Falls in the elderly


Falls in the elderly are common. About a third of them happen at home at least once a year. They can have serious consequences for themselves and others.

Falls are one of the leading causes of injury among seniors. We are taking advantage of fall prevention month to remind you that it is possible to act on certain factors that put you at risk.

Epidemiology of falls in the elderly

Falls in older people and athletes are more common than in all other adults. However, the elderly represent a very vulnerable category due to a high prevalence of diseases (eg osteoporosis) and natural age-related alterations (eg slowing down of protective reflexes).

Falls are the leading cause of death in women and the fourth in men aged 65 and over. A third of subjects aged 65 and over have at least one fall per year. They are three times more frequent in a medical institution than at home: half of the residents are affected compared with a third of those living at home.

Falls represent an annual medical cost of more than one billion euros (more than 10 billion in the United States). In Canada, falls among the elderly cost the health care system $2.8 billion each year, including $1 billion in direct care (Source health Canada). They also have an indirect cost since many of them see their quality of life diminished: loss of autonomy and self-esteem, isolation, depression, phobic fear of falling again.

Falls are the number one cause of hip fracture, especially in women with low bone mineral density. The risk of mortality seems higher in men than in women (30% versus 10% one year after a fall). Half of seniors with a hip fracture have difficulty performing daily living tasks.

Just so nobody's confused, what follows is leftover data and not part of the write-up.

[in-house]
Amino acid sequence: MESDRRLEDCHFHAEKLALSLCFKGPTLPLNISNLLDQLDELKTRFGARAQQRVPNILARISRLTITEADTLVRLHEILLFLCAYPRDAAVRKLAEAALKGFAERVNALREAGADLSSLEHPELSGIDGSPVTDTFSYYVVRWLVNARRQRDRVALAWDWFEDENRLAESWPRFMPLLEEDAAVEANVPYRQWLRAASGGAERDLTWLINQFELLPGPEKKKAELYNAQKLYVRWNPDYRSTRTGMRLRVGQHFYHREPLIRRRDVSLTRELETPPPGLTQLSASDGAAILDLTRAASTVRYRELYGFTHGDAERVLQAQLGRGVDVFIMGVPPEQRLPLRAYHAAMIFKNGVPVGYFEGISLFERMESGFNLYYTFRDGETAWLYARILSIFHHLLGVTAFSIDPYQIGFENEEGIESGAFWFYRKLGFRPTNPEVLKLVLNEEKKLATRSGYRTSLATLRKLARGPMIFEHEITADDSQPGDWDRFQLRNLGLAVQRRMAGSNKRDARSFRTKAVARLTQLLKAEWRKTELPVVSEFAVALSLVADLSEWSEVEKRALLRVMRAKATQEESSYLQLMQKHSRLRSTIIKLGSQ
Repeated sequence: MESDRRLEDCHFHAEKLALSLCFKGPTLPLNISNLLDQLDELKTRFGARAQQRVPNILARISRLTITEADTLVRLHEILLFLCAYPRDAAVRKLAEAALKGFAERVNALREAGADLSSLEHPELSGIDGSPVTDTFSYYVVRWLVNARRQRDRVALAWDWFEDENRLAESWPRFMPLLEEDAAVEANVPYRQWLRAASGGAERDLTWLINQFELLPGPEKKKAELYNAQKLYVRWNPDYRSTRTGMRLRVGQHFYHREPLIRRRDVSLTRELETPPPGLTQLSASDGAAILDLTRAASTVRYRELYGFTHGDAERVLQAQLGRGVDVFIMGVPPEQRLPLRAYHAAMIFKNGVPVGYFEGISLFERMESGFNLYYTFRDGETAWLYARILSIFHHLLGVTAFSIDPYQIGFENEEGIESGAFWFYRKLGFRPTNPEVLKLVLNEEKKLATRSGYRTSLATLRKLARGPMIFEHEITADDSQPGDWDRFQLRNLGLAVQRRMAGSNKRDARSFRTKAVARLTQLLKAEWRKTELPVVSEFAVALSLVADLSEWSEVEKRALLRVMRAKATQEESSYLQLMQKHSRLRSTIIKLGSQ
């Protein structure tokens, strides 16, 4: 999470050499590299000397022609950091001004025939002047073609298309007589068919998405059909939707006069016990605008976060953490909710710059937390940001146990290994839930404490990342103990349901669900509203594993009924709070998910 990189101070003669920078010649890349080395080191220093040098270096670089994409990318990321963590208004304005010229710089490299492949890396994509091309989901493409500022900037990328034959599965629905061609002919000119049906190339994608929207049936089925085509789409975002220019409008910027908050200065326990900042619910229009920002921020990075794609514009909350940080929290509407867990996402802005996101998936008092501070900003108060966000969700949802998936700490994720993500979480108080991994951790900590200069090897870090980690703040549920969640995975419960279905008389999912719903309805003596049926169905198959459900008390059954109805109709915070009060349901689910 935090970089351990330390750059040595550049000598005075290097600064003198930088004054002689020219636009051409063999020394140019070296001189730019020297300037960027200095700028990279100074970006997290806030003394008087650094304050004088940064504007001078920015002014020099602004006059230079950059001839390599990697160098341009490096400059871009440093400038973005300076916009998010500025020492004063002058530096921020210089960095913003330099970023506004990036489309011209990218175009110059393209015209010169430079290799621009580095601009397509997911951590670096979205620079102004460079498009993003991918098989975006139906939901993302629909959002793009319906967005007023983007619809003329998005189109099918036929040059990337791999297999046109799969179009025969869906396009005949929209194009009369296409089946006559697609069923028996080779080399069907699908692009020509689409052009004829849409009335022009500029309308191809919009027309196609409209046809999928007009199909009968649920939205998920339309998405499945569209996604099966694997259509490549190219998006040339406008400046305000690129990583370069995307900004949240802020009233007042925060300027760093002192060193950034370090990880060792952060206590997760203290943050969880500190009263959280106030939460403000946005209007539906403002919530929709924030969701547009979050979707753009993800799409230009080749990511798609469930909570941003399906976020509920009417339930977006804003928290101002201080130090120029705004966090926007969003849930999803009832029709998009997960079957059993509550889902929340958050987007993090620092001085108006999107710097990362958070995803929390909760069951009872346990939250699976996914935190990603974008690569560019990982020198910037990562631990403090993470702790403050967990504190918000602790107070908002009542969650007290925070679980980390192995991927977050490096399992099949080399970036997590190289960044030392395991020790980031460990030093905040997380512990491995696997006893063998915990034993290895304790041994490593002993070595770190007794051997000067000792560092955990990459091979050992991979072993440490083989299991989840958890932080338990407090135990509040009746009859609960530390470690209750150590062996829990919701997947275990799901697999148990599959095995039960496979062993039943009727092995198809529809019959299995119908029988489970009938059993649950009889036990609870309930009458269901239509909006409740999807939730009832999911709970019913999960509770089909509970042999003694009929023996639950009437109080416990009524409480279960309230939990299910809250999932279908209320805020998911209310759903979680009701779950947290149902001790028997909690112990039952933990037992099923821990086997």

Nor do they spare elderly people who consider themselves to be in good physical health, since 20% of them fall in the course of a year.

The risk of falling increases with age and in the presence of disorders/diseases of higher functions (motor, cognitive, cardiac functions, etc.).
The risk of recurrence is high since about half of seniors who have fallen will reoffend at least once a year.

The medical community must assess the causes of a fall (which is often a reflection of one or more underlying pathologies), assess the consequences, and take preventive measures to avoid recurrences.

Causes of Elderly Falls

The search for the causes is important to avoid recurrences. They are not easy to detect and several can be associated with the same patient.

Here are listed the factors predisposing to falls:

1. Neurological disorders and diseases 
– Stroke
– Brain tumor
– Parkinson’s disease or other movement disorders
– Normal pressure hydrocephalus (enlargement of the cerebral ventricles and subarachnoid space).
– Damage to the spinal cord caused by vitamin B12 deficiency
– Hypovitaminosis D (<12µg/L)
– Peripheral neuropathies (diabetes, alcohol abuse, nutritional deficiencies and in particular vitamin B12 deficiencies, certain drugs such as vincristine)
– Cognitive disorders impairing judgement, visuospatial perception, and orientation
– Depression and anxiety (particularly in people living alone and feeling devalued)
– Confusion
– Sleep disorders

2. Musculoskeletal disorders and diseases